[5] Gorodetskaya, I.V., Cane, M.A., Tremblay, L.-B. and Kaplan, A. (2006) The effects of sea-ice and land-snow concentrations on planetary albedo from the earth radiation budget experiment. Atmosphere-Ocean, 44, 195-205. doi:10.3137/ao.440206
[6] Cavalieri, D.C., Gloersen, P., Parkinson, C.L., Comiso, J.C. and Zwally, H.J. (1997) Observed hemispheric asym- metry in global sea ice changes. Science, 278, 1104-1106. doi:10.1126/science.278.5340.1104
[7] Cavalieri, D.J., Parkinson, C.L., Gloersen, P., Comiso, J.C. and Zwally, H.J. (1999) Deriving long-term time series of sea ice cover from satellite passive-microwave multisensor data sets. Journal of Geophysical Research, 104, 15803-15814. doi:10.1029/1999JC900081
[8] Zwally, H.J., Comiso, J.C., Parkinson, C.L., Cavalieri, D.J. and Gloersen, P. (2002) Variability of Antarctic sea ice 1979-1998. Journal of Geophysical Research, 107, 1-9. doi:10.1029/2000JC000733
[9] Cavalieri, D.J., Parkinson, C.L. and Vinnikov, K.Y. (2003) 30-year satellite record reveals contrasting Arctic and Antarctic decadal sea ice variability. Geophysical Research Letters, 30, 1-4. doi:10.1029/2003GL018031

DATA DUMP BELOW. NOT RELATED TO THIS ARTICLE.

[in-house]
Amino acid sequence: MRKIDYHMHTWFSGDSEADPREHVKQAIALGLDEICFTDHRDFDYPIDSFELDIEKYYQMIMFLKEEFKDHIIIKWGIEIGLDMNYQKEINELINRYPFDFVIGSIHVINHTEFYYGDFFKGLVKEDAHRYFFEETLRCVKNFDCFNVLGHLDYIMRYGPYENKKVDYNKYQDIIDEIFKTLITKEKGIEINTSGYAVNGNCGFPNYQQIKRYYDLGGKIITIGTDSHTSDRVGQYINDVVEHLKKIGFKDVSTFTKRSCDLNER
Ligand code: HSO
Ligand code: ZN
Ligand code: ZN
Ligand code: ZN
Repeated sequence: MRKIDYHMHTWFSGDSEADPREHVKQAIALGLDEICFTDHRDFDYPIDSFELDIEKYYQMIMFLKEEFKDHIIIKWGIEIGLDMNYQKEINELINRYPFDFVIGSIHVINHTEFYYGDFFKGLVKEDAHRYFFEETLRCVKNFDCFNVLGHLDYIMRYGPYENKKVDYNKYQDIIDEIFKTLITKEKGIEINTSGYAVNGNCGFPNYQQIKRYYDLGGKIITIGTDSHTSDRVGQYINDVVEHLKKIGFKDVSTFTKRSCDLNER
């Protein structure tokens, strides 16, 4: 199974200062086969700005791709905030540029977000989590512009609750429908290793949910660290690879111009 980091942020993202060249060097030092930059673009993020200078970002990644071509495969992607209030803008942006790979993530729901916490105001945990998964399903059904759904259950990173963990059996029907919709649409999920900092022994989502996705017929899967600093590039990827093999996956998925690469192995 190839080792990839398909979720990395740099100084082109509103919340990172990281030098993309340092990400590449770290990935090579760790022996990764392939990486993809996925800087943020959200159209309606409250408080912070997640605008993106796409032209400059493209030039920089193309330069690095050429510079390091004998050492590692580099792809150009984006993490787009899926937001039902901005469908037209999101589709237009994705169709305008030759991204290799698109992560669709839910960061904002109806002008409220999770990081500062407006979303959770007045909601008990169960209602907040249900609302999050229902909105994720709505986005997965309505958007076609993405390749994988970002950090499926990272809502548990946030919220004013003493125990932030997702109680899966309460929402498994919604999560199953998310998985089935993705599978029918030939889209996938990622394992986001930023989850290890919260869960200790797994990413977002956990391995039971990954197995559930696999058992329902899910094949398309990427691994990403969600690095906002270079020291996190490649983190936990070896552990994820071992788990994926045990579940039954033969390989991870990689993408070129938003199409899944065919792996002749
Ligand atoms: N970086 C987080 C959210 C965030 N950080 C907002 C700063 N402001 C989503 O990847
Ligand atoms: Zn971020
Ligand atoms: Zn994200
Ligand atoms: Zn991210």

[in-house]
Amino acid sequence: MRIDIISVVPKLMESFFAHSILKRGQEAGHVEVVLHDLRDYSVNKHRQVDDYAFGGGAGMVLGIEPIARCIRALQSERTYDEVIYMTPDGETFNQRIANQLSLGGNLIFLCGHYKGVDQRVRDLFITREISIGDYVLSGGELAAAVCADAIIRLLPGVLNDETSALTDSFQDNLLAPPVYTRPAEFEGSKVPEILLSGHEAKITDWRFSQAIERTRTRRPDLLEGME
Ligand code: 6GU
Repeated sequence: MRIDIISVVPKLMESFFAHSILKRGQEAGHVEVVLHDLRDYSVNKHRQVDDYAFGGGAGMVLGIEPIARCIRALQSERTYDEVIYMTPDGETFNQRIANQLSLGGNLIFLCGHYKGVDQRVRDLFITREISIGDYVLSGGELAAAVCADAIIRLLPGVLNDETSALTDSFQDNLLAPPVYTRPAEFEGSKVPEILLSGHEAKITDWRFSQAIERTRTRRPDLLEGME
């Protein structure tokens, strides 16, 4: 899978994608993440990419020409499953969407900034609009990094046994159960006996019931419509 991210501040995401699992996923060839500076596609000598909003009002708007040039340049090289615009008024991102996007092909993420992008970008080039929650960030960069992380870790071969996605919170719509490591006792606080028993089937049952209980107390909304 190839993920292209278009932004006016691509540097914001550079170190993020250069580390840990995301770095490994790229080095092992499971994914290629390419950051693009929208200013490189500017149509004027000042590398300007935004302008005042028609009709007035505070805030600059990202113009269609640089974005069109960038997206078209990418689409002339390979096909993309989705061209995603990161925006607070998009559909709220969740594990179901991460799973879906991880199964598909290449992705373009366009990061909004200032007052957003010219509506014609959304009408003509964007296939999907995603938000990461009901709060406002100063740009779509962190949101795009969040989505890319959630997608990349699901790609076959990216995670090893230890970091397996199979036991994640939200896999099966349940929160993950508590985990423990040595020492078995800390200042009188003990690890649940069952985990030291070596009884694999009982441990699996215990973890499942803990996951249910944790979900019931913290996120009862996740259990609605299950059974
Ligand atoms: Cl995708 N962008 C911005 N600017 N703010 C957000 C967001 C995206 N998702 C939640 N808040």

[10] Cavalieri, D.J. and Parkinson, C.L. (2008) Antarctic sea ice variability and trends, 1979-2006. Journal of Geophysical Research, 113, Article ID C07004, 1-19.
[11] Spreen, G., Kaleschke, L. and Heygster, G. (2008) Sea ice remote sensing using AMSR-E 89-GHz channels. Journal of Geophysical Research, 113, Article ID C02S03, 1-14.
[12] Zwally, H.J., Comiso, J.C., Parkinson, C.L., Campbell, W.J., Carsey, F.D. and Gloersen, P. (1983) Variability of Antarctic sea ice and changes in carbon dioxide. Science, 220, 1005-1012. doi:10.1126/science.220.4601.1005
[13] Comiso, J.C., Parkinson, C.L., Gersten, R. and Stock, L. (2008) Accelerated decline in the Arctic sea ice cover. Geophysical Research Letters, 35, Article ID L01703, 1-6.
[14] Overland, J., Turner, J., Francis, J., Gillett, N., Marshall, G. and Tjernstrom M. (2008) The Arctic and Antarctic: Two faces of climate change. Eos Transactions American Geophysical Union, 89, 177-179. doi:10.1029/2008EO190001
[15] Sullivan, R., Timmermann, A. and White, H. (2001) Dangers of data mining: The case of calendar effects in stock returns. Journal of Econometrics, 105, 249-286. doi:10.1016/S0304-4076(01)00077-X
[16] Cerveny, R.S., Svoma, B.M., Balling, R.C. Jr. and Vose, R.S. (2008) Gregorian calendar bias in monthly temperature databases. Geophysical Research Letters, 35, Article ID L19706, 1-4.